No Milk Today – in the Eternal Present

What’s the difference between the way you say the word today and the way Peter Noone sings it in No Milk Today? Does he sound angry with his milkman, happy or sad?

Peter stretches the diphthong of day to cover the musical notes. True. But does the music force him to stretch it quite as far as he does? No. He chooses to do extend it further. For good reason.

Peter stretches the second half of today surprisingly far. He knows the alteration will attract his audience’s attention. He’s turned an everyday word into an exotic plaything. For the sake of the song.

By stretching today he stretches the time that the word encompasses. He turns the today of his song into more than a single day. It becomes an Eternal Present. By stretching time he intensifies the song’s atmosphere of nostalgia for a paradise lost. Peter knows that it won’t just be No Milk Today – it will be No Milk Forever.

The rhyme of today and away is pivotal. The two words tell you all you need to know. Peter shortens the word away slightly to make it rhyme more closely with today.

Peter Noone studied voice and drama at the Manchester School of Music. He’s an actor and he tells the sad story of No Milk Today like an actor. Even if you’ve never lived in a terraced house in a mean street back of town where milk was delivered every day by a milkman, you can follow the story of the song thanks to Peter’s clear enunciation of the lyrics.

No Milk Today

No Milk in the Eternal Present

We’ve said it before, we’ll say it again. One word, used well, carries a universe of meaning when you sing.

© Sing Better English, 2014

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7 thoughts on “No Milk Today – in the Eternal Present”

    1. Thanks Thom. I doubt if any of it is consciously thought out before starting to sing either – I think it would be hard to plan and I think we’d be terrified to open our mouths if we fully realised the subtle power of the sounds that come out of them! I’d guess that it feels ‘right’ to the singer and so they keep doing it.
      Did you read the post about ‘Friday on my Mind’ too? You’ll like the dancing. https://singbetterenglish.wordpress.com/?s=friday+on+my+mine It’s written especially for singers from other countries, who often miss out consonants when they cover English songs that they’ve learnt by ear. Once I started writing it I started thinking about Stevie Wright doing clever things with the d of mind.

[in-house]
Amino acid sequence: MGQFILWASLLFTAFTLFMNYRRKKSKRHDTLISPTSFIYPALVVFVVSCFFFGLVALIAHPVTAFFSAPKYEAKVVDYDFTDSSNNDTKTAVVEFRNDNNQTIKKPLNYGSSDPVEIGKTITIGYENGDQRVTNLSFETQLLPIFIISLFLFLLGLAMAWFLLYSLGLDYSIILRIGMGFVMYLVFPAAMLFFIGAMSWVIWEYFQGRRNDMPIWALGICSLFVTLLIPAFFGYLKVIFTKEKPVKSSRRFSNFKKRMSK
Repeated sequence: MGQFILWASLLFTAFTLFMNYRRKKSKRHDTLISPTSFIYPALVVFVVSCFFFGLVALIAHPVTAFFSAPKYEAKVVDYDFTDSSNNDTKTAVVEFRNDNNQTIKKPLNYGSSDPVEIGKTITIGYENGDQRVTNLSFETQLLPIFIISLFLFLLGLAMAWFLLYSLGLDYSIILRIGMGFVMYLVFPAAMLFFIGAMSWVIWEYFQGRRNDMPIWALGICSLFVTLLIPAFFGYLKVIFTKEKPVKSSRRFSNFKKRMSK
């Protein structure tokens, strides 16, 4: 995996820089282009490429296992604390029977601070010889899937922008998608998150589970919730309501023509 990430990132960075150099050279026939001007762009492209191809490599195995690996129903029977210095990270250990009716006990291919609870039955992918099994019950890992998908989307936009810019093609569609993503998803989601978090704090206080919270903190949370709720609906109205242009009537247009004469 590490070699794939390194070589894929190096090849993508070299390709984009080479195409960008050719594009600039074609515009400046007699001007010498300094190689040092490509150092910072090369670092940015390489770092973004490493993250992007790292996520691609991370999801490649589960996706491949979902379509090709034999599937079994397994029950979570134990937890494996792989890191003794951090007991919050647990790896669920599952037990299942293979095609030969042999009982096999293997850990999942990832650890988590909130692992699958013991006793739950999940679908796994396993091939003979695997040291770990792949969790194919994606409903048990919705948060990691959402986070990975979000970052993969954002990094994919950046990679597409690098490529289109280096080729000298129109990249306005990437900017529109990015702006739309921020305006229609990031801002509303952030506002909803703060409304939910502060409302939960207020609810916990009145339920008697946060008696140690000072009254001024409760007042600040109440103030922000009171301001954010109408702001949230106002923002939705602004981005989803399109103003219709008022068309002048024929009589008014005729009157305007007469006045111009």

We’re wonderful complicated creatures, we humans!

      Liked by 1 person

  1. What a passion you have for language! I’m currently occupied with writing next year’s syllabus for my ESL students and making my first tentative steps towards teaching pronouciation seriously. These articles have planted many ideas in my head, and my students love using songs in class. Not sure if this is the aim of your site, but a happy by-product nonetheless. Thank you.

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    1. Hi – yes, it was the original aim of the site. After spending years living abroad and teaching English, I saw a lot of contestants on competitions like Operación Triunfo or La Voz in Spain, or The Voice in other countries, struggling to sing in English.

      I’m a voice and language coach for singers and songwriters who work in English. I wanted to put some free, straightforward tips out in the world to help anyone who wants to sing in English. I started the blog with that in mind. It’s been helpful as a tool to clarify my own thoughts on language.

      If you want any help to find a post on the blog that would help a particular English pronunciation point, just let me know. There are a couple that deal specifically with schwas http://wp.me/p4f2mI-8V or http://wp.me/s4f2mI-crazy and there’s Jolene for getting the long English ee http://wp.me/s4f2mI-dolly. David Bowie’s Starman is good for the English ar where the r disappears http://wp.me/s4f2mI-starman. The Snake puts a new spin on phrasal verbs http://wp.me/p4f2mI-i4. The Bioshock post is good for the pure ooo of you http://wp.me/p4f2mI-a4 and Bang Bang has thoughts about the elastic sound of an English ng http://wp.me/p4f2mI-kT. All fun to sing along with.

      I’ll stop now before I list every post! I’ve tagged the pronunciation points, so you should be able to find whatever you want.

      One last thought – I bet your students would like the bath tub dancing in the d or th post about the Mamas and Papas http://wp.me/p4f2mI-1x

      Hope your classes go well and do let me know if I can point you towards any songs that help with pronunciation specifics.

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